Today’s high consumer price inflation number is yet another indication that the Powell Federal Reserve has been far too slow in dialing back the extraordinary monetary policy support that it has provided in response to the Covid-19 pandemic. It also is suggestive of the very high economic price that the country will pay for the Fed’s monetary policy largesse.
It should have come as no surprise that consumer price inflation is now running at 6.8 percent or at its fastest pace in the past forty years. After all, seldom before has monetary policy been as loose as it has been over the past eighteen months.
Despite rising inflation, policy interest rates have been kept at their zero bound while the broad money supply has been allowed to balloon at its fastest pace in more than forty years. And all of this has been occurring at a time that the economy has been receiving its largest peacetime budget stimulus on record, unemployment has now declined to close to its pre-pandemic lows, and global supply chain problems have been restricting aggregate supply.
At the same time that the Powell Fed has allowed interest rates to become significantly negative in inflation-adjusted terms, it has engaged in a US Treasury bond and mortgage-backed security buying program of epic proportions. Whereas in response to the 2008 Lehman bankruptcy it took the Bernanke Fed some six years to increase the size of the Fed’s balance sheet by $4 ½ trillion through its bond-buying program, it has taken the Powell Fed less than one year to do the same thing.
The net effect of the Powell Fed’s bond-buying spree, combined with those of the world’s other major central banks, has been to create asset price and credit market bubbles both at home and abroad. One indication of these bubbles is the fact that US equity valuations are now at lofty levels that have been experienced only once before in the last one hundred years. Another is that even after adjusting for inflation, US house prices today are higher than they were in 2006 before the housing bubble burst.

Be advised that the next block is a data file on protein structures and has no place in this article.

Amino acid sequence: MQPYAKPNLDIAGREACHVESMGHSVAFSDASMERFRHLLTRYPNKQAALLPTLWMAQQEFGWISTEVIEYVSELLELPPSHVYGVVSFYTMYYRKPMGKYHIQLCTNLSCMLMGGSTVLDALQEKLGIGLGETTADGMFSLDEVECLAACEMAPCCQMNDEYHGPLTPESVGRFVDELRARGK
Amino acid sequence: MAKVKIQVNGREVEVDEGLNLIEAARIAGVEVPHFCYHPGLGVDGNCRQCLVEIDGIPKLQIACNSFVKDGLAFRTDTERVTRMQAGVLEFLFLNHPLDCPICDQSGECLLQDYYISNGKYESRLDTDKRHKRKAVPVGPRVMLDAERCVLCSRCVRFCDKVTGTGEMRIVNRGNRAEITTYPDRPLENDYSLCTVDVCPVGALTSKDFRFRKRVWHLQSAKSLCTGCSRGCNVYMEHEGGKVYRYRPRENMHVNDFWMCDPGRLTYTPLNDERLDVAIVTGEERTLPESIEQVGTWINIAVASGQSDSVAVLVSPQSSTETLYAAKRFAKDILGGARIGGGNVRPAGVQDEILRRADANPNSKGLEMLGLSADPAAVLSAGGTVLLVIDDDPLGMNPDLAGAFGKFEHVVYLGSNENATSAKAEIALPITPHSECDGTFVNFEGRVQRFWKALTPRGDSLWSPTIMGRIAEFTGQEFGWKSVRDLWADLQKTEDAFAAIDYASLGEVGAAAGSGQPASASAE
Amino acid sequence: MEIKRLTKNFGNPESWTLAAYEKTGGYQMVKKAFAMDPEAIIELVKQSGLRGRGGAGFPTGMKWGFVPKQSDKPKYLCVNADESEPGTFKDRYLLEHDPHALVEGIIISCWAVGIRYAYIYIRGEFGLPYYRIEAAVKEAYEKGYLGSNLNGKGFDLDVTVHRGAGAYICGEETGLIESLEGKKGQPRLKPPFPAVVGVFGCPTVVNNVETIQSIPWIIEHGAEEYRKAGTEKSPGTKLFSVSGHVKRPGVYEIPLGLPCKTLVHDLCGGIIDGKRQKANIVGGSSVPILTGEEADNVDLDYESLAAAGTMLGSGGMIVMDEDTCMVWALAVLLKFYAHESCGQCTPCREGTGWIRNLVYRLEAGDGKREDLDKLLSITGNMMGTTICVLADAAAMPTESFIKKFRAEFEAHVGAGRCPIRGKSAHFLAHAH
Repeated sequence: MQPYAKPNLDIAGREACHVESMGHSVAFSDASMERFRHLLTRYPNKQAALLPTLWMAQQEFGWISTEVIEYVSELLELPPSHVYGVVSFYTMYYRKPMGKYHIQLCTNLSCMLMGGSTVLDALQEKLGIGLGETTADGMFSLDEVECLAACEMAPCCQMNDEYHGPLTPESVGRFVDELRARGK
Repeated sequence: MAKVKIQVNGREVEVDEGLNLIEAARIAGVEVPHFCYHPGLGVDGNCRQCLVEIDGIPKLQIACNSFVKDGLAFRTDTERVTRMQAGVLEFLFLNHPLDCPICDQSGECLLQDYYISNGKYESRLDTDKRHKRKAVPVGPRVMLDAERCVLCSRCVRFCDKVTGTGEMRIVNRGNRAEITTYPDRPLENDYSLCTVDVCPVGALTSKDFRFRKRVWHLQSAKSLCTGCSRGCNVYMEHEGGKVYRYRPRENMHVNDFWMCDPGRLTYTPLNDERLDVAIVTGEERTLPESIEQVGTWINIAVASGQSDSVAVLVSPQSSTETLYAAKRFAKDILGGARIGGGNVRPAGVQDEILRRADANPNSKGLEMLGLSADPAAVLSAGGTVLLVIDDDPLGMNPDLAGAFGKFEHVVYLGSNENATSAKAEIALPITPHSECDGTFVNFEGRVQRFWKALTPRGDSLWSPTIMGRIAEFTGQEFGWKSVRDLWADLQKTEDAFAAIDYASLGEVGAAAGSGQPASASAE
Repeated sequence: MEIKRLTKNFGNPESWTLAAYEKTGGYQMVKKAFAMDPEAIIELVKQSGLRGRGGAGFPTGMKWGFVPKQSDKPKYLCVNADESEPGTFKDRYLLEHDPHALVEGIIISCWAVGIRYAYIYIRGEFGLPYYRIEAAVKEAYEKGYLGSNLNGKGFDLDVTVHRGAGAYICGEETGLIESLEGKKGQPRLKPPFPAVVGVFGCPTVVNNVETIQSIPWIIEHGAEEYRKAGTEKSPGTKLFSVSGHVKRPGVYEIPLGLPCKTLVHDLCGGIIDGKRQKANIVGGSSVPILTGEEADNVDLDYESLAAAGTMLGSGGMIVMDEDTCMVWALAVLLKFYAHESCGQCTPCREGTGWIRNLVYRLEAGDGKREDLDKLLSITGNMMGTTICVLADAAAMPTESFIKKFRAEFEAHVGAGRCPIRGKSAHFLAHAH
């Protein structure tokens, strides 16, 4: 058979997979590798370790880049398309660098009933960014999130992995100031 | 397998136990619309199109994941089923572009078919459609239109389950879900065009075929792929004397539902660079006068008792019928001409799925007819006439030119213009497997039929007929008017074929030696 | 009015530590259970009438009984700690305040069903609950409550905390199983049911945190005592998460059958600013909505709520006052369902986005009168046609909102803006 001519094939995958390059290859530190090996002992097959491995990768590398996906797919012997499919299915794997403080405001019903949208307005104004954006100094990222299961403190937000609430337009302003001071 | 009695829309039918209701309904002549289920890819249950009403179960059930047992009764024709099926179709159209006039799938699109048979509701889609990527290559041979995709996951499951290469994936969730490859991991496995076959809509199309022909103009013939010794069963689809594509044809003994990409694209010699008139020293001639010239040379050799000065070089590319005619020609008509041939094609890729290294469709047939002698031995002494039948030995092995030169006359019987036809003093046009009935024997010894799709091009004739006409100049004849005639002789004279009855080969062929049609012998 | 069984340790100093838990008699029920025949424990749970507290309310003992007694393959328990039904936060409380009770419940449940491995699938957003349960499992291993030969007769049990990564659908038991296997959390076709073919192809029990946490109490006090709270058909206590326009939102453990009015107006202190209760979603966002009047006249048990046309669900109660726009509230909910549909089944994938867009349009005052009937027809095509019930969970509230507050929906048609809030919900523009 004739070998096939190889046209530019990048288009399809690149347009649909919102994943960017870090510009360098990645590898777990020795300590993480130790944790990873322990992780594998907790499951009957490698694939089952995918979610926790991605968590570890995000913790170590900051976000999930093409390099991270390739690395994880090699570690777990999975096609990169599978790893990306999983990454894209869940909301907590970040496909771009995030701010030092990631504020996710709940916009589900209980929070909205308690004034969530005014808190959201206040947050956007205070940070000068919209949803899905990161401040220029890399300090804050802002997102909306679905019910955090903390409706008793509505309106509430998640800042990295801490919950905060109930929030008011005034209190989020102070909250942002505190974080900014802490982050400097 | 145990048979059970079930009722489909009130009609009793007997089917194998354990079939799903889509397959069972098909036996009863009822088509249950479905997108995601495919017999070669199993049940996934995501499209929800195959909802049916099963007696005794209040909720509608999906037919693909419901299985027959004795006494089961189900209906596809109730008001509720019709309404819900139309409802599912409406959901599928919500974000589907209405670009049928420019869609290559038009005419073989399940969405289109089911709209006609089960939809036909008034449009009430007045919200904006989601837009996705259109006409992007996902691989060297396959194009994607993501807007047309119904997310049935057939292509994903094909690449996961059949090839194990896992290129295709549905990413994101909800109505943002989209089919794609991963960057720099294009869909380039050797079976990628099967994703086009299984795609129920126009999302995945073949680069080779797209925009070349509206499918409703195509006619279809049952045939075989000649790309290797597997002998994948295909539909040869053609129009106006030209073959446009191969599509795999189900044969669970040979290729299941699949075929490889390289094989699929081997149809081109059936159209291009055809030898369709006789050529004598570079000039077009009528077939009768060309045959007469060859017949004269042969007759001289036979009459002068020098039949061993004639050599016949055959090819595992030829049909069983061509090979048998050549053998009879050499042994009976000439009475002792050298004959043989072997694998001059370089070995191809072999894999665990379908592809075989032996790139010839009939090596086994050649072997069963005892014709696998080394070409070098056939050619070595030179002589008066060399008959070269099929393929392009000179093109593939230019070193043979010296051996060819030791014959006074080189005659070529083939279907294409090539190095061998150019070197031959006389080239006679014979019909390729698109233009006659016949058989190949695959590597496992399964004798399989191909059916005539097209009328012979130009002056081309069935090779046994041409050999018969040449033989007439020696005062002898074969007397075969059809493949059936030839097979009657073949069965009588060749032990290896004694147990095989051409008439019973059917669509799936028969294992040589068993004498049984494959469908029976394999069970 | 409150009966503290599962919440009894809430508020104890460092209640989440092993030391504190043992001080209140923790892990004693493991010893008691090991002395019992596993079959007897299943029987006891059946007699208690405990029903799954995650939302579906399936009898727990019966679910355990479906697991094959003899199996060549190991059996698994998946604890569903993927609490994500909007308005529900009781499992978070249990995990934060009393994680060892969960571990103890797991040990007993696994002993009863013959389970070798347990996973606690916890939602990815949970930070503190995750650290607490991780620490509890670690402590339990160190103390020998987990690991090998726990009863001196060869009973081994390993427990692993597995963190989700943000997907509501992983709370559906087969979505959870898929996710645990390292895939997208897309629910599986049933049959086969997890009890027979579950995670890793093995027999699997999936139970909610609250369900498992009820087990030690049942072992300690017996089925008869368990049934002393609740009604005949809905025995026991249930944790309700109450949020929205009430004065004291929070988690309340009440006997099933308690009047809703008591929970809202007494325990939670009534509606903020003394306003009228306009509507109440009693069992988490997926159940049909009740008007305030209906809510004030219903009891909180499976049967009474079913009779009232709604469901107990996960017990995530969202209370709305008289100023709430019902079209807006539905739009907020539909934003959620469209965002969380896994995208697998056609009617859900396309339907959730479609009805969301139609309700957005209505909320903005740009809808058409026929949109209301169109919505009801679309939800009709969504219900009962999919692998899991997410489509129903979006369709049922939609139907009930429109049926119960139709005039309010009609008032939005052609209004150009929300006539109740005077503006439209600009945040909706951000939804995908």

By increasing household wealth through higher equity and housing market prices, the Powell Fed’s bond-buying program has been yet another factor that has been stimulating aggregate demand. Goldman Sachs estimates that high asset prices combined with record low-interest rates have contributed to the easiest of monetary policy conditions since the 2008-2009 Great Economic Recession.
Inflation is already exacting a heavy toll on society’s most vulnerable members. Over the past year, wage increases have been falling meaningfully behind inflation. Meanwhile, those living on fixed incomes have found that the interest earnings on their savings have been eroded by inflation.
If past is prologue, the real price for today’s inflationary excesses will be paid when the Federal Reserve is forced to raise interest rates to bring inflation back under control. This would seem to be especially the case in today’s world of equity, housing, and credit market bubbles that have been premised on the continuation of ultra-low interest rates forever. Higher interest rates risk bursting those bubbles as well as precipitating a wave of emerging market debt defaults as capital is repatriated from abroad. That in turn risks precipitating a recession and creating serious financial market strains.
Too slow a withdrawal of monetary policy stimulus risks prolonging the current inflationary surge as well as adding further froth to asset prices. That in turn would set us up for a harder economic landing than if the Fed were to tighten policy at a faster pace. In that respect, it is discouraging that the Fed currently plans to continue buying Treasury bonds and mortgage-backed securities, albeit at a slower pace, till March next year.
One has to hope that the Powell Fed becomes more alert to the economic risks to which its past policy excesses have now exposed us. If not, we should brace ourselves for a hard economic landing later next year.
Desmond Lachman is a senior fellow at the American Enterprise Institute. He was formerly a deputy director in the International Monetary Fund’s Policy Development and Review Department and the chief emerging market economic strategist at Salomon Smith Barney.
More about the Author’s Expertise: Desmond Lachman joined AEI after serving as a managing director and chief emerging market economic strategist at Salomon Smith Barney. He previously served as deputy director in the International Monetary Fund’s (IMF) Policy Development and Review Department and was active in staff formulation of IMF policies. Mr. Lachman has written extensively on the global economic crisis, the U.S. housing market bust, the U.S. dollar, and the strains in the euro area. At AEI, Mr. Lachman is focused on the global macroeconomy, global currency issues, and the multilateral lending agencies.